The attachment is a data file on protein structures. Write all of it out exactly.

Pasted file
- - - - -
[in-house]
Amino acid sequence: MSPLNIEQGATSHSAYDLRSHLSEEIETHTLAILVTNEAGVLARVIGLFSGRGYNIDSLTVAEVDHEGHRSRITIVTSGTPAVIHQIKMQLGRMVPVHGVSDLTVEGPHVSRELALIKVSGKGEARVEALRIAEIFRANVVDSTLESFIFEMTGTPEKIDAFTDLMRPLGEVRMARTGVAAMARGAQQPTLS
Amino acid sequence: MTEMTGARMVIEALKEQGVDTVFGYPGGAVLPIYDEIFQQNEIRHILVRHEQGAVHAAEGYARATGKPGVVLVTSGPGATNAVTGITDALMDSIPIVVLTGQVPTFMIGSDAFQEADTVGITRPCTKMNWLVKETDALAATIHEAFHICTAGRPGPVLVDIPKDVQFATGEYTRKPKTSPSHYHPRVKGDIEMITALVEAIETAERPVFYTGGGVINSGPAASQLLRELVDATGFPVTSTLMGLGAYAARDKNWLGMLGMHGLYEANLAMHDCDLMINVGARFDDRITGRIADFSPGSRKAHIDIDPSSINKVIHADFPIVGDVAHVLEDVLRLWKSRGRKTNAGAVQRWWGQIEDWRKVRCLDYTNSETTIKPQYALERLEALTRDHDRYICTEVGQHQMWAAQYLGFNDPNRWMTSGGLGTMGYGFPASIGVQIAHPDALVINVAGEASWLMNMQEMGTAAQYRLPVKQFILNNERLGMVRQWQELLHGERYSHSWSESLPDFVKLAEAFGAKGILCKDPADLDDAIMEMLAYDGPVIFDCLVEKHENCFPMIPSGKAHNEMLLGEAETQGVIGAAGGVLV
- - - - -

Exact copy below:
[in-house]
Amino acid sequence: MSPLNIEQGATSHSAYDLRSHLSEEIETHTLAILVTNEAGVLARVIGLFSGRGYNIDSLTVAEVDHEGHRSRITIVTSGTPAVIHQIKMQLGRMVPVHGVSDLTVEGPHVSRELALIKVSGKGEARVEALRIAEIFRANVVDSTLESFIFEMTGTPEKIDAFTDLMRPLGEVRMARTGVAAMARGAQQPTLS
Amino acid sequence: MTEMTGARMVIEALKEQGVDTVFGYPGGAVLPIYDEIFQQNEIRHILVRHEQGAVHAAEGYARATGKPGVVLVTSGPGATNAVTGITDALMDSIPIVVLTGQVPTFMIGSDAFQEADTVGITRPCTKMNWLVKETDALAATIHEAFHICTAGRPGPVLVDIPKDVQFATGEYTRKPKTSPSHYHPRVKGDIEMITALVEAIETAERPVFYTGGGVINSGPAASQLLRELVDATGFPVTSTLMGLGAYAARDKNWLGMLGMHGLYEANLAMHDCDLMINVGARFDDRITGRIADFSPGSRKAHIDIDPSSINKVIHADFPIVGDVAHVLEDVLRLWKSRGRKTNAGAVQRWWGQIEDWRKVRCLDYTNSETTIKPQYALERLEALTRDHDRYICTEVGQHQMWAAQYLGFNDPNRWMTSGGLGTMGYGFPASIGVQIAHPDALVINVAGEASWLMNMQEMGTAAQYRLPVKQFILNNERLGMVRQWQELLHGERYSHSWSESLPDFVKLAEAFGAKGILCKDPADLDDAIMEMLAYDGPVIFDCLVEKHENCFPMIPSGKAHNEMLLGEAETQGVIGAAGGVLV